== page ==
I see talk about reading the book and sharing how the program worked for you...Not one mention of just keep going to meetings and maybe you'll hear what you need to hear....Maybe not. And yet that is the common suggestion given to someone new. Don't get me wrong...I like some meetings....I just wish they were a little more in tune with what the book suggests.
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Re: Myths of sponsorship for the superstitious

Postby avaneesh912 » Tue Mar 29, 2016 3:49 am

Egoic Minds. The books Power of Now and A New Earth by Eckhart Tolle nicely illustrates this. People take a stance and fight to the end. Egos sole goal is to fight. It doesn't know it can win. Because there its fighting against another of its same kind. We need to step out of out.
Show him, from your own experience, how the peculiar mental condition surrounding that first drink prevents normal functioning of the will power (Alcoholics Anonymous, Page 92)
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Re: Myths of sponsorship for the superstitious

Postby tyg » Tue Mar 29, 2016 11:16 pm

I like Eckhart....The ego is pretty stubborn alright...what a mischievous trouble maker it is :twisted:
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Re: Myths of sponsorship for the superstitious

Postby Brock » Wed Mar 30, 2016 6:17 am

I find it interesting how "sponsorship" (aka working with others) brings about so much debate and resistance.

Yes it does, and it may be helpful to debate and point out what a sponsors responsibilities are, in another thread this was offered as a 'definition' of what a sponsor might do -
It is not a sponsors job to be a mediator, point out a sponsee's faults and how they're not doing the program good enough. Alcoholics are given the tools and taught how to use them. Then it's up to them to take advantage & utilize them.

Stepchild also quoted a large section from 'working with others,' pretty straight forward stuff, show the new person how the program is done, help him as best you can to get his feet on the ground. Where I believe the 'resistance' mentioned in the original quote comes from, is members here and in meetings saying things about themselves and needing others to point out their faults, often we see it expressed as someone to call me on my BS.

The person who revived this old thread, (which will be closed soon anyway), in his last post said he came here “hoping for answers on how to get the sponsorship bullies to back off and respect my decision not to get a sponsor.” He got an immediate reply from one of us which said, “yet another reason that you need a Sponsor for some guidance.” Just an example that some here feel sponsors should guide us in all sorts of things, then someone else was saying they had to check with their 'service sponsor' before accepting a particular position, to some of us the whole thing seems out of control, and I believe that is what is causing the 'resistance' mentioned. Then someone will always give a link to the AA pamphlet on sponsorship, which is just a general outline, and like many such pamphlets really provides no hard and fast answers.

Now we are speaking about the ego being at fault, a good point, providing it means my ego might keep me from feeling I need help, but equally the ego of some people can not accept that I don't need their help. A spiritual speaker I like sometimes says 'go to the throne before the phone,' and I am pretty sure many people would benefit from resisting calling their sponsor on matters that God has answers for, from page 87 -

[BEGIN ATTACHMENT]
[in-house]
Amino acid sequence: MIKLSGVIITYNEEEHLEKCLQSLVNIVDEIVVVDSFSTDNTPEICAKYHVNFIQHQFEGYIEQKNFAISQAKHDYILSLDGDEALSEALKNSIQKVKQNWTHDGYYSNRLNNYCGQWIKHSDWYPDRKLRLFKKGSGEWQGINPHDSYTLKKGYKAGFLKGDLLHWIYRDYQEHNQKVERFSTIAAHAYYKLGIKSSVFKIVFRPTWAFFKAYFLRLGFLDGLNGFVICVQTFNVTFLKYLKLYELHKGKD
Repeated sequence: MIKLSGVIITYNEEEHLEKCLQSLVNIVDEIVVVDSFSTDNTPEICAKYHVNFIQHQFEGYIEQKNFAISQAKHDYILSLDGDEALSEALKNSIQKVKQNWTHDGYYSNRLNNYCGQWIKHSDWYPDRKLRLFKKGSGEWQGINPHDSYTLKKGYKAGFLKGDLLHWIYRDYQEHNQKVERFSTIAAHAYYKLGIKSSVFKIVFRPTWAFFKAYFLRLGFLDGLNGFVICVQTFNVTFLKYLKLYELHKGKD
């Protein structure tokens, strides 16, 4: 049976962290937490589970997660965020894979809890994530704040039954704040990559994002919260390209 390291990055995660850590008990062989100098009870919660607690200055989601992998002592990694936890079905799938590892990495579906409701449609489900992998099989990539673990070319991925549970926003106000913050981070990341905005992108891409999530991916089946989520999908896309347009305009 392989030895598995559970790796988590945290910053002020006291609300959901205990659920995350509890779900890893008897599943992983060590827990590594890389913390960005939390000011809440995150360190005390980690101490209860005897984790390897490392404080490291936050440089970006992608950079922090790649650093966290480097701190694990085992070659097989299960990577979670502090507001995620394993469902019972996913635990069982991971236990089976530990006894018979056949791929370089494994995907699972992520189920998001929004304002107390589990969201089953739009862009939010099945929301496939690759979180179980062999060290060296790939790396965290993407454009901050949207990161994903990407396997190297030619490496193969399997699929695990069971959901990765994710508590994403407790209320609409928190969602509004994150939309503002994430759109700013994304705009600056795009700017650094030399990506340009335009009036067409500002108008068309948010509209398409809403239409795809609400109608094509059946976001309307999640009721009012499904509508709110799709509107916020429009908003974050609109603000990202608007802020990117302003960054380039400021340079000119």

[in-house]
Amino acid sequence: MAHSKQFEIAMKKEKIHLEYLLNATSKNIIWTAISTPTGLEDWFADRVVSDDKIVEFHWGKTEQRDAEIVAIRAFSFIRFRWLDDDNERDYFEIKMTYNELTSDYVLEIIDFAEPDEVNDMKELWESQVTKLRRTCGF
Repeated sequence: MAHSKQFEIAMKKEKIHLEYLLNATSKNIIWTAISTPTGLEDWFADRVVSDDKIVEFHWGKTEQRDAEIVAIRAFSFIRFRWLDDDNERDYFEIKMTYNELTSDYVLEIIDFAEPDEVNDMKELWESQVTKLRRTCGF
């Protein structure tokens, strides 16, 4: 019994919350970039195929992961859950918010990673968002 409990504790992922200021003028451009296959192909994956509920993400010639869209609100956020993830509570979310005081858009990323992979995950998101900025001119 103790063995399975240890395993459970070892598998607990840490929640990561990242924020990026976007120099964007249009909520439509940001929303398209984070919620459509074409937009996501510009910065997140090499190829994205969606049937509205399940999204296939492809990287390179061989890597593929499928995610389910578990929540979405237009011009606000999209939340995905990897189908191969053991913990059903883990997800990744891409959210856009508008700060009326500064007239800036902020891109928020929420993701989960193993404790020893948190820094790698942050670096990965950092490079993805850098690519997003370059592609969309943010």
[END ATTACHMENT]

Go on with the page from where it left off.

What used to be the hunch or the occasional inspiration gradually becomes a working part of the mind. Being still inexperienced and having just made conscious contact with God, it is not probable that we are going to be inspired at all times. We might pay for this presumption in all sorts of absurd actions and ideas. Nevertheless, we find that our thinking will, as time passes, be more and more on the plane of inspiration. We come to rely upon it.

We come to rely on it, but not if we don't practice it, and I believe based on the sort of things I hear and read members saying they ask sponsors about, we are falling down on this part of the original guidelines for our program. Do you really have to say to someone I did this or that was I being selfish, or someone did this or that to me, and what qualifies the sponsor to answer silly questions, just builds up his ego if he thinks he has the answers to everything. The good ones will probably say I can't answer some of these things you must look inside yourself as the book suggests, but those 'good ones' seem to be getting harder to find, replaced by those who feel having a whole lot of sponsees means they are doing the program 'right.' If someone can't honestly say that they would be just as content and secure in their sobriety if they had no sponsees, just carrying the message in meetings as best they can, then I believe that person has a problem, the idea of sponsors and sponsees becoming codependent is I think very real, and not at all what should happen.
"Good morning, this is your Higher Power speaking. I will not be needing your help today."
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Re: Myths of sponsorship for the superstitious

Postby PaigeB » Wed Mar 30, 2016 10:55 am

As you may all be aware, it is a common practice here at e-aa that we lock a thread after 5 pages. This one looks ready to hit that mark. Feel free to start a new thread if you wish.
If I'm not able to say how I'm working my program today, then I'm not working my program.
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Re: Myths of sponsorship for the superstitious

Postby IDontNeedASponsor » Wed Mar 30, 2016 1:37 pm

D'oh wrote:
IDontNeedASponsor wrote:
That chapter shows me how to work with sponsees after I've gone through the steps with the help of the instruction manual (the first 6 chapters).
It does not say anything about me having to have a live human sponsor in order for me to be a sponsor.

Also, I am concerned about the sponsorship bullying problem in my city, and am hoping for answers on how to get the sponsorship bullies to back off and respect my decision not to get a sponsor.

And yet another reason that you need a Sponsor for some guidance. But I am glad to see that you have a way.


That sounds like dogma.
It doesn't sound like the program outlined in the first 164 pages of the Big Book.
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Re: Myths of sponsorship for the superstitious

Postby Brock » Wed Mar 30, 2016 2:38 pm

As Paige said this thread has completed the 'traditional' five pages, and will be locked.
"Good morning, this is your Higher Power speaking. I will not be needing your help today."